Wikipedia’s SOPA blackout drove 14% more UK visits to its mobile website

Wikipedia’s SOPA blackout drove 14% more UK visits to its mobile website

With hundreds of major websites taking their services offline or modifying their homepages to protest the SOPA and PIPA bills, Wikipedia’s complete blackout was one of the most talked about.

Stopping visitors from visiting articles on the online encyclopaedia and delivering a SOPA-themed welcome message, Wikipedia still allowed users to access its service via its mobile website.

This proved to be a popular method of accessing the online knowledge-base, as one in every seven visits came from a smartphone or tablet yesterday, a 14% increase from the day before, reports Experian Hitwise.

In total, Wikipedia recorded 5.8 million visits on January 18, with an additional one million visitors accessing the mobile website. Given the amount of press around the blackout and numerous articles (including ours) on how to circumvent it, Wikipedia actually saw a 4.1% increase compared to January 17 — although it failed to break visits recorded on January 2 when a new episode of Sherlock aired.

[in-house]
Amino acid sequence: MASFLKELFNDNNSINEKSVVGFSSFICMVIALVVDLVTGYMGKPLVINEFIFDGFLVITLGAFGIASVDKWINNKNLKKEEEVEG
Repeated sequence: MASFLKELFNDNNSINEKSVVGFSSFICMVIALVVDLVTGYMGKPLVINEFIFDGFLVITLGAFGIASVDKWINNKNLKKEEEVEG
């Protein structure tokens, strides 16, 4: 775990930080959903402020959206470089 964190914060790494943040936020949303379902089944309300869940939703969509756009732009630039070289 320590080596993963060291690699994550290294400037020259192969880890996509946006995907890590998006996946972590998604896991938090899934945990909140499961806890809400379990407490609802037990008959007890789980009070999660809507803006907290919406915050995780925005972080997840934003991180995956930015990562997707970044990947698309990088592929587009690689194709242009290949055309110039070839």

Wikipedia founder Jimmy Wales tweeted this morning that 8 million people in the U.S looked up Congressional phone numbers and that 162 million people worldwide saw the blackout page:

With the encyclopaedia down, Experian Hitwise tracked the websites that users turned to instead. IMDb saw the biggest growth, leading Facebook and BBC News, with many also turning to alternative Wikipedia translations as they were unaffected by the protest.

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